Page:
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This is interesting to me. Our family found that the specialists my mom saw, the same ones whose offices called regularly to remind and set appointments, dropped her like a rock when she entered a nursing home. We mostly used the in house doctor, which was normally fine, but there were a few times she had to see a specialist. We did all the difficult transportation and the specialty docs she’d loved before were competent to her, but only minimally kind, sort of like she wasn’t a person anymore. It’s amazing and sad how quickly a person can disappear from the outside world once they are a nursing home resident. But thankfully, for the most part, the doctor at the nursing home was good and kind. If I were you, I’d be asking what all the facility doc is comfortable handling and which things they’d prefer you have handled outside
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My folks went into AL a little over 2 months ago, both late 80s, both with increasing dementia, mom with multiple health and mobility issues.

All the doc appointments had been a huge hassle, Dads scary driving, having to sit for hours in waiting rooms only to be told YOURE GOOD, SEE YOU NEXT MONTH.....And this usually by an assistant.

When they went into care I immediately signed them up for the in house doc service. The place has a doc, nurse practitioner, LPNs, RNs and can take care of all their needs. Does mom really have to get loaded up and driven to her cardiologist, her urologist etc? No...Staff can assess her meds and adjust if needed.

It has been a huge burden lifted for me and my folks.
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I will also be watching this thread. My mother is still living at home, but one of my concerns about possible nursing home placement is how we will deal with the 7 or 8 specialists she's seeing now. These multiple appointments have become a major time and energy sink for my sister and me, and I would hope that if Mom goes into care, we would be relieved of at least some of these.
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My dad sees the NH physician as his internist. The only specialist he had was a retinologist who was watchful waiting on his very early macular degeneration. I’m not going to have the wheelchair van transport him there for more agonizing testing that goes on for hours. He needs new dentures since he’s lost so much weight. He and I went to a dentist 5 visit’s for new ones and then he refused to wear them so he could get used to them. Called the doctor a quack and now wants to go to a different dentist. I don’t think I can go through that again. The first pair was $3300 down the drain. He also acted out and was embarrassing as this dentist was someone I had worked for in the past. The other day I asked the DoN to have the doctor check his ears to see if they need to have wax removed and she said he might be referred to an ENT!!! WTH? I said NO! You all can do that there, I’m not sending him to an ENT. Lazy assses!! Sorry for my language but that just made me so mad.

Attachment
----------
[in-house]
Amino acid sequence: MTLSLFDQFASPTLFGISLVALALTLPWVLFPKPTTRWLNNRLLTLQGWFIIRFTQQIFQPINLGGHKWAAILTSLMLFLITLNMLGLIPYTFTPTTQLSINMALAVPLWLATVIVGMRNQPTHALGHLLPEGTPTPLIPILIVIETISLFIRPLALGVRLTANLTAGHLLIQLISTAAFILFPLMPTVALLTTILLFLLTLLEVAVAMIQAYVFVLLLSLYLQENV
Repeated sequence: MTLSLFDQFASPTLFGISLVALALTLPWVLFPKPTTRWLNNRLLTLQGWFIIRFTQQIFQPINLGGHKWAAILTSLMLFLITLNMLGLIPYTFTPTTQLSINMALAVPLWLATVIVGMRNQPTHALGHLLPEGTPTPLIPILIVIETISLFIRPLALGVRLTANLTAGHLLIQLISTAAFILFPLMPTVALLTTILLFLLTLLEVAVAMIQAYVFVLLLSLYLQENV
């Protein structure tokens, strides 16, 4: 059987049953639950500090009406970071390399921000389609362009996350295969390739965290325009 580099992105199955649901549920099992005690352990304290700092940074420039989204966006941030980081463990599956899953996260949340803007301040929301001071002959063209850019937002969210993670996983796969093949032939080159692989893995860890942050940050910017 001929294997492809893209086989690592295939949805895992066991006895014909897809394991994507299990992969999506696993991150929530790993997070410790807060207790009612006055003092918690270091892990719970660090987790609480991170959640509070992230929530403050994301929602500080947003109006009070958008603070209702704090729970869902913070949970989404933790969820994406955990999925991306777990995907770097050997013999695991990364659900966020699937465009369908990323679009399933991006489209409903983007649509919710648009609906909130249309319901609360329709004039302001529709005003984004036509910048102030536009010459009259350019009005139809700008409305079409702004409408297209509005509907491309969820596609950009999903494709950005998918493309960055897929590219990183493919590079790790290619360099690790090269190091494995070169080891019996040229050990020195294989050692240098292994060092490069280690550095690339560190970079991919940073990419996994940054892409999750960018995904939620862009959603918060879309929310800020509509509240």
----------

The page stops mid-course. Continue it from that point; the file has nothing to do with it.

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When my husband was admitted to the skilled nursing facility, he had been on home hospice care for a while. Hospice continued to see him at the facility, but he did not live long enough for me to consider contacting his other specialists. When he fell and broke his hip in the facility, I was given a choice of their sending him to a hospital for surgery to repair it or "letting it heal" while he was in bed in the nursing facility. I told them not to send him to the hospital because, due to his poor heart and lung function, I was sure he would not survive the anesthesia. I didn't want to live with the thought that my choice might have killled him.
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My father is in a Personal Care Facility (like Assisted Living) and due to his Medicare supplement it is more cost efficient to transport him to his own Doctors. If he were to see the facility's physician the supplement he would be responsible for 40% after Medicare paid their portion. I think at times it would be worth it to see their physicians as it is becoming more difficult to transport him.